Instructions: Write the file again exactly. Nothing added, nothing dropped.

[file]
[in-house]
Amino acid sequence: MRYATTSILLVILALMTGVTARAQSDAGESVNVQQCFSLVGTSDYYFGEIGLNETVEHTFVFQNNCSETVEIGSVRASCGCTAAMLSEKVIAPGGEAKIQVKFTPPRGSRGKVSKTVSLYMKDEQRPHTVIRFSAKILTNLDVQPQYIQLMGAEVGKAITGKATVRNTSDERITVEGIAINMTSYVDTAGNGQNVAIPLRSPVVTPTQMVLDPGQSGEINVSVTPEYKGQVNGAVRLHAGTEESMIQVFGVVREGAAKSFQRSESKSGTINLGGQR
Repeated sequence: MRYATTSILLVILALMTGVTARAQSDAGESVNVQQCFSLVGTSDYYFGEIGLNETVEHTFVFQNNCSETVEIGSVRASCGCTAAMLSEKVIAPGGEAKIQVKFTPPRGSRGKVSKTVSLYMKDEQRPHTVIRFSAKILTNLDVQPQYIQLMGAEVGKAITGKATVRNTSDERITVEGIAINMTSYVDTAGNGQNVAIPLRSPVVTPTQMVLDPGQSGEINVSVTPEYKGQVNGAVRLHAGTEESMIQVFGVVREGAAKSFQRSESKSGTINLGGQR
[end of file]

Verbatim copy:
[in-house]
Amino acid sequence: MRYATTSILLVILALMTGVTARAQSDAGESVNVQQCFSLVGTSDYYFGEIGLNETVEHTFVFQNNCSETVEIGSVRASCGCTAAMLSEKVIAPGGEAKIQVKFTPPRGSRGKVSKTVSLYMKDEQRPHTVIRFSAKILTNLDVQPQYIQLMGAEVGKAITGKATVRNTSDERITVEGIAINMTSYVDTAGNGQNVAIPLRSPVVTPTQMVLDPGQSGEINVSVTPEYKGQVNGAVRLHAGTEESMIQVFGVVREGAAKSFQRSESKSGTINLGGQR
Repeated sequence: MRYATTSILLVILALMTGVTARAQSDAGESVNVQQCFSLVGTSDYYFGEIGLNETVEHTFVFQNNCSETVEIGSVRASCGCTAAMLSEKVIAPGGEAKIQVKFTPPRGSRGKVSKTVSLYMKDEQRPHTVIRFSAKILTNLDVQPQYIQLMGAEVGKAITGKATVRNTSDERITVEGIAINMTSYVDTAGNGQNVAIPLRSPVVTPTQMVLDPGQSGEINVSVTPEYKGQVNGAVRLHAGTEESMIQVFGVVREGAAKSFQRSESKSGTINLGGQR